Dr. Doug McDonald developed what is known at BGA software, meaning Biogeographical Analysis, before either 23andMe or Family Tree DNA offered their products. In fact, Doug contracted with Family Tree DNA to write the underlying code for their Population Finder ethnicity software.
I have worked with Doug for years on several projects. He has always been very gracious with his time and resources in the genetic genealogy community, for which I am always grateful.
There has been a lot of discussion about the meaning of various descriptions of ethnicity, specifically, Orkney and Middle Eastern, in the Family Finder results. I asked Doug about this and his reply is below.
“The Family Tree DNA population database was generated before an English comparison panel became available. Hence, Orcadian had to be used. Irish is quite different from English or Orcadian.
So, to fit typical English, something more southern and eastern has to be mixed in. However, the proportion is usually fairly small, unless French fits well, which it frequently does not. Thus the program chooses some place in Eastern Europe or the Mideast, or, rarely, Pakistan or India. There is nothing “wrong” with this genetically. There is, however, something “wrong” genealogically on a genealogical time scale. Pop Finder was designed to do as well as possible on a recent time scale. That it does, but this leads to seeing, sometimes, these “strange” results.
The problem is that the people using these results from FTDNA and Ancestry are genetic genealogists and not population geneticists and at the genealogical level it seems that many people are taking their results far too literally so I was really trying to caution against this approach. If people see that they have this Middle Eastern percentage they are sometimes trying to find explanations in their recent ancestry. They think that the Middle Eastern component might represent Jewish ancestry, Native American ancestry, Moorish ancestry, etc, whereas in reality this is mostly not the case at all, if the rest is Orcadian/Irish.
Mideast won’t represent American! But it does mean something! There are several possibilities.
1) If a person is shown as mostly Orcadian and just a few percent Mideast, the Mideast probably means that they are, as mentioned above, on average from a few percent of the way from the Orknies to the Mideast. If the Mideast percentage is getting up to 15% or more then one must start considering that the Mideast is real and recent.
2) If a person is listed as mostly from somewhere in France or Spain, then the first thought for Mideast is that it is real. Small bits of African listed make it likely that there is North African.
3) People from far southern Italy (Calabria), Sicily, Malta, Greece, etc. should expect large amounts of Mideast listed along with Spanish/Italian/Tuscan. Part or all of the Mideast in these cases is usually listed as Jewish, for two reasons: these people derive from the same ancestral populations as the Jews, and large numbers of Jews moved to Sicily after the Inquisition.
4) Native American is listed as just that. It is quite uncommon for it to be listed in error … except for genuine people from Siberia and Saami. FTDNA does not mistakenly show American as Asian. “Mayan” is the usual listing for any Native American north of Panama, through all of Mexico, and east of the Rockies in the USA and Canada.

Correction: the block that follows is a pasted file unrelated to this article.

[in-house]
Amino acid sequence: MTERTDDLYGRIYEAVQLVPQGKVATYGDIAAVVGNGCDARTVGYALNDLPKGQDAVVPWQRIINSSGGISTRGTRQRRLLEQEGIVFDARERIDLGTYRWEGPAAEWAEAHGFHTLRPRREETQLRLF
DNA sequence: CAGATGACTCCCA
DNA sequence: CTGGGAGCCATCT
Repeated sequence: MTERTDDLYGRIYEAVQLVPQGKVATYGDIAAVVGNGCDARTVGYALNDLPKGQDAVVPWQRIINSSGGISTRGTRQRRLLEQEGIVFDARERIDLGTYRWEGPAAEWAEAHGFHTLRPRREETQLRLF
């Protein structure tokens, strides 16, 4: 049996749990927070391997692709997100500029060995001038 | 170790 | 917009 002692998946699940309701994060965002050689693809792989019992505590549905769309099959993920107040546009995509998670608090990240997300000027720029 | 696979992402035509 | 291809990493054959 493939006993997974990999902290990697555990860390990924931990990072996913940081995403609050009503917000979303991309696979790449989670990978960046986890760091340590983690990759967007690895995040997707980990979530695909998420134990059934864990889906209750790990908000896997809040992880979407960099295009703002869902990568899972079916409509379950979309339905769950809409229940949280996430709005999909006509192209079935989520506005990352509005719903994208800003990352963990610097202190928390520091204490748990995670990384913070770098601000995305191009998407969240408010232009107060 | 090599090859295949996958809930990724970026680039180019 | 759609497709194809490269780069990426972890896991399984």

5) South Asian also sometimes appears in otherwise near-pure Europeans for the same reason as Mideastern.
6) People who are highly mixed on a continental level are generally fairly accurately represented. However, FTDNA does have a fairly high threshold for listing small components, like Native American in Europeans or Afro-(European)Americans.
For the genetic genealogist, a single “canned” report like provided by FTDNA can provide valuable clues on a continental level. For a clearer picture on a detailed level, people need more analysis from third party tests on their raw files. There are several ones out there, of varying nature.
The best place to start other than my own reports are those from Dienekes Pontikos, such as “DIYDodecad” and “Dodecad Oracle” which “cover the field” and are very accurate. Some of these are somewhat user unfriendly, however, because they require you to load programs on your computer and run them.
People often suggest that data on more populations will help with the “Mideast in Europe” problem. It would, but only for people who are of one, unadmixed, present-day European population. Otherwise it will just muddy the waters.”
I want to thank Doug for his explanation. Doug’s analysis is complementary, but you’ll need to contact him at email@example.com and send your raw autosomal data files.
I noticed that at www.gedmatch.com, John Olson offers an admix page where he has included several different software tools to evaluate admixture, including five versions of Dodecad. This eliminates the need to install software on your computer. However, you do need to upload your raw autosomal data files to GedMatch in order to be able use his utilities. You can see instructions for uploading your file from either Family Tree DNA or 23andMe on the home page.
GedMatch is free, but donations are always welcome and needed. GedMatch really is a very useful tool in many ways. You can see by the commentary on their main page that they are experiencing significant issues to to high usage and desperately need a new server. You can scroll to the bottom of the main GedMatch page to donate. I just did!
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